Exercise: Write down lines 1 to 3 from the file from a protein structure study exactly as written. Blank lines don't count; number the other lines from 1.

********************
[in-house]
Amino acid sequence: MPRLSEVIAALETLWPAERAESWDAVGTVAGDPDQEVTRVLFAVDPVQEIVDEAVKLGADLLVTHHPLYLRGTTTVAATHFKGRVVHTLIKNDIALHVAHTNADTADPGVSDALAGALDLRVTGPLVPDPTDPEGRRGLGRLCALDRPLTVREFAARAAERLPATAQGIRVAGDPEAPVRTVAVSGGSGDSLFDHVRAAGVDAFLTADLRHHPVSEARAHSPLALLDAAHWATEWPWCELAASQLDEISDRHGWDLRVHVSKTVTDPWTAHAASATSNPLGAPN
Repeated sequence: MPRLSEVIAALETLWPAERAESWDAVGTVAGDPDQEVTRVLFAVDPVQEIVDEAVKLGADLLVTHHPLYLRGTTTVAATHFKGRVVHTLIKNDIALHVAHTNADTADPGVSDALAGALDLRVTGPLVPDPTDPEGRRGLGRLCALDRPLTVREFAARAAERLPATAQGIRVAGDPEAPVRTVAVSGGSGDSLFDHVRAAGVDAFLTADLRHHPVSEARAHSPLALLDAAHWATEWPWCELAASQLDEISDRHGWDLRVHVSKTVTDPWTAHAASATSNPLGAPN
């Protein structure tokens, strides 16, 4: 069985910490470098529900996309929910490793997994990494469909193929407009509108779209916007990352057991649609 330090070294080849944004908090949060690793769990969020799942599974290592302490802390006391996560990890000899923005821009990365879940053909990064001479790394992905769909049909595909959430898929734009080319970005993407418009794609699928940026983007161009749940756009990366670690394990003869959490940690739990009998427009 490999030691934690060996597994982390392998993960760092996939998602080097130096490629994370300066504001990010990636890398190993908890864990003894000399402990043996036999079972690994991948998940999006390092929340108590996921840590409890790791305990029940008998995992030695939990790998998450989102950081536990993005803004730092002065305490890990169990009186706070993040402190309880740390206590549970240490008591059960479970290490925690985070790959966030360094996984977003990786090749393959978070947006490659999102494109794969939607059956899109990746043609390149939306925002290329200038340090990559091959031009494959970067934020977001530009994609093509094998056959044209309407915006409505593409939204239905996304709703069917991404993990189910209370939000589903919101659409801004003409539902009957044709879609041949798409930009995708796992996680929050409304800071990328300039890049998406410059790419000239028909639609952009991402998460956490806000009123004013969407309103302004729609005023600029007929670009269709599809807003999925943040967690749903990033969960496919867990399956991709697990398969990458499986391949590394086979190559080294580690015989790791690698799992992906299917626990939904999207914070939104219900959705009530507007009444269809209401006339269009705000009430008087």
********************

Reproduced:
[in-house]
Amino acid sequence: MPRLSEVIAALETLWPAERAESWDAVGTVAGDPDQEVTRVLFAVDPVQEIVDEAVKLGADLLVTHHPLYLRGTTTVAATHFKGRVVHTLIKNDIALHVAHTNADTADPGVSDALAGALDLRVTGPLVPDPTDPEGRRGLGRLCALDRPLTVREFAARAAERLPATAQGIRVAGDPEAPVRTVAVSGGSGDSLFDHVRAAGVDAFLTADLRHHPVSEARAHSPLALLDAAHWATEWPWCELAASQLDEISDRHGWDLRVHVSKTVTDPWTAHAASATSNPLGAPN
Repeated sequence: MPRLSEVIAALETLWPAERAESWDAVGTVAGDPDQEVTRVLFAVDPVQEIVDEAVKLGADLLVTHHPLYLRGTTTVAATHFKGRVVHTLIKNDIALHVAHTNADTADPGVSDALAGALDLRVTGPLVPDPTDPEGRRGLGRLCALDRPLTVREFAARAAERLPATAQGIRVAGDPEAPVRTVAVSGGSGDSLFDHVRAAGVDAFLTADLRHHPVSEARAHSPLALLDAAHWATEWPWCELAASQLDEISDRHGWDLRVHVSKTVTDPWTAHAASATSNPLGAPN